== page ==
Taneshia Nash Laird is a social change agent and community developer who centers cultural equity in her work. She is the President and CEO of Newark Symphony Hall, a historic performing arts center located within the Lincoln Park neighborhood of Newark, NJ. Since her appointment in November 2018, she has expanded programming to respond to community needs and announced plans to restore the 1925 vintage concert hall in a $50 million renovation and leverage it for neighborhood revitalization in a process she calls Symphony Works.
Symphony Works calls for training local residents and entrepreneurs for the 500 jobs and opportunities for 50 small businesses created by Newark Symphony Hall's renovation and providing technical assistance and funding to turn local contractors into developers to undertake the parcel-by-parcel incremental redevelopment of the Lincoln Park area, a neighborhood rich in artistic history.
Taneshia previously served as Executive Director of the Arts Council of Princeton, notably as the first person of color in that role. During her tenure, she launched an instructional art program for adults with disabilities and created a grant-funded professional development program to ethnically diversify the teaching artist pool. Additionally, she secured new funding from family foundations, significantly increased free-to-the-public performing arts programming, and expanded all programming to appeal to diverse communities in terms of age, culture, and ability.
Taneshia has also served as Director of Economic Development & Acting Director of Housing Production for the City of Trenton (NJ), Regional Director of the U.S. Women's Chamber of Commerce, and was the Executive Director of the Trenton Downtown Association, where she initiated Destination Trenton, an award-winning arts and tourism program in NJ's capital city.
Taneshia is an adjunct professor in Drexel University's Entertainment & Arts Management Bachelor of Science degree program. As an entrepreneur Taneshia is the founder of Legacy Business Advisors, a consultancy serving social entrepreneurs, nonprofits, and government agencies. She previously co-founded Legendary Eats in the Staples Center in Los Angeles with NBA legend James Worthy. With her late husband Roland, Taneshia also co-founded MIST Harlem, a popular entertainment center in New York City. Together Taneshia and Roland also co-authored the critically acclaimed book Still I Rise: A Graphic History of African Americans.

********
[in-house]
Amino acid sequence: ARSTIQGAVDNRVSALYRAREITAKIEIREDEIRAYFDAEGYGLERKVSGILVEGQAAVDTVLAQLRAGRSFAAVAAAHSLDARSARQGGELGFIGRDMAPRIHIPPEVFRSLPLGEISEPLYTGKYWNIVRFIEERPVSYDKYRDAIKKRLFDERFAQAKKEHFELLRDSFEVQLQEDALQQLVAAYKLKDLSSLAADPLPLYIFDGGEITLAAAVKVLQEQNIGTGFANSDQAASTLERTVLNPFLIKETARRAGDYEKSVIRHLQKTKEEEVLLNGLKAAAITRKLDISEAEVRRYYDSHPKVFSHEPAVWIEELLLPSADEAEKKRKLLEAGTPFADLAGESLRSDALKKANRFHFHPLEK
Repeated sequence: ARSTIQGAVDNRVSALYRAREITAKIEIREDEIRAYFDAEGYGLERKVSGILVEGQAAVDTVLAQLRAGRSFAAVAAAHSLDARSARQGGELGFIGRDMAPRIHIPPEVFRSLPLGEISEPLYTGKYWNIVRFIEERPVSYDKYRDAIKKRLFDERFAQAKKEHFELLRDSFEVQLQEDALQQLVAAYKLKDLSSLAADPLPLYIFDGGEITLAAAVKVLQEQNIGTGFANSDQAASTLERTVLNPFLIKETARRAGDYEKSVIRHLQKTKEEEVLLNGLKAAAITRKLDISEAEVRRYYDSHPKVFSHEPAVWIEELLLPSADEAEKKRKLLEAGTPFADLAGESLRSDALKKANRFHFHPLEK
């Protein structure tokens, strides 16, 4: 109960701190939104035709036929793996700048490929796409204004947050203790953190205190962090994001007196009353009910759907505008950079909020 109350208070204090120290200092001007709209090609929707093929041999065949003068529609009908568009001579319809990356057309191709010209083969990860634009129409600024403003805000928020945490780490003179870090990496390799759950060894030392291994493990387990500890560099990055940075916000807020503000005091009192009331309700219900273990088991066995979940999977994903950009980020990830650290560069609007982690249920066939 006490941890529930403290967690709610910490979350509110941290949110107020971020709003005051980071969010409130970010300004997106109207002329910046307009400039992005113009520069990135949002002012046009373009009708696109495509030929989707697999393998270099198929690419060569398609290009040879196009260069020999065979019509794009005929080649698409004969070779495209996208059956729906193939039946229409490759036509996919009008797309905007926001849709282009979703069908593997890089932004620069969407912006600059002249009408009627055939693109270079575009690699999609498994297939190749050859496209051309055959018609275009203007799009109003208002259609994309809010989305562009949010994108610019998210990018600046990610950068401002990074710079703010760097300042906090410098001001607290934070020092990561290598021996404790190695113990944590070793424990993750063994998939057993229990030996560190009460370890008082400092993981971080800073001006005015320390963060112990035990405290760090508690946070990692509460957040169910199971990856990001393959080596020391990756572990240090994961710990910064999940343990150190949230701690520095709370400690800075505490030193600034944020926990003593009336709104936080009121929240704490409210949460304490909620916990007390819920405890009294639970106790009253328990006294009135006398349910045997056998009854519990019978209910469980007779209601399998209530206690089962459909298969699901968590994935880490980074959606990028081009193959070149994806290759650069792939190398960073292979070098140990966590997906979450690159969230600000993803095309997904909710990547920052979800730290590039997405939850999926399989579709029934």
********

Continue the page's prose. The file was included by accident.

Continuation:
A passionate advocate for increasing economic opportunity and access to arts and heritage, Taneshia was a special government employee during the Obama Administration as a grants panelist for the National Endowment for the Arts. She was previously appointed by NJ Governor Jon Corzine to the governing body of the NJ Urban Enterprise Zone Authority. Her nonprofit board service has included the Preservation NJ, the Advocates for NJ History, and Artpride NJ where she co-chaired the equity, diversity and inclusion committee. In the summer of 2019 Taneshia was elected to a three-year term as president of the board of Rush Philanthropic Arts Foundation.
Widowed in 2013 and a pink lady warrior since an early stage breast cancer diagnosis in 2019, Taneshia is most proud of being a mom to aspiring ballerina and budding cellist Naima, age 11, and self-proclaimed future doctor Imani, who in 2019, two months shy of her 13th birthday, played violin with her youth orchestra in Sicily.
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CBS New York:
Once-Great Newark Symphony Hall Rising Again As Destination Venue
Revitalizing Newark Symphony Hall
New director inspires enthusiasm for Symphony Hall's future
Appointment remarks at the Arts Council of Princeton
Promoting women and economic development
Just A Sample of Press Mentions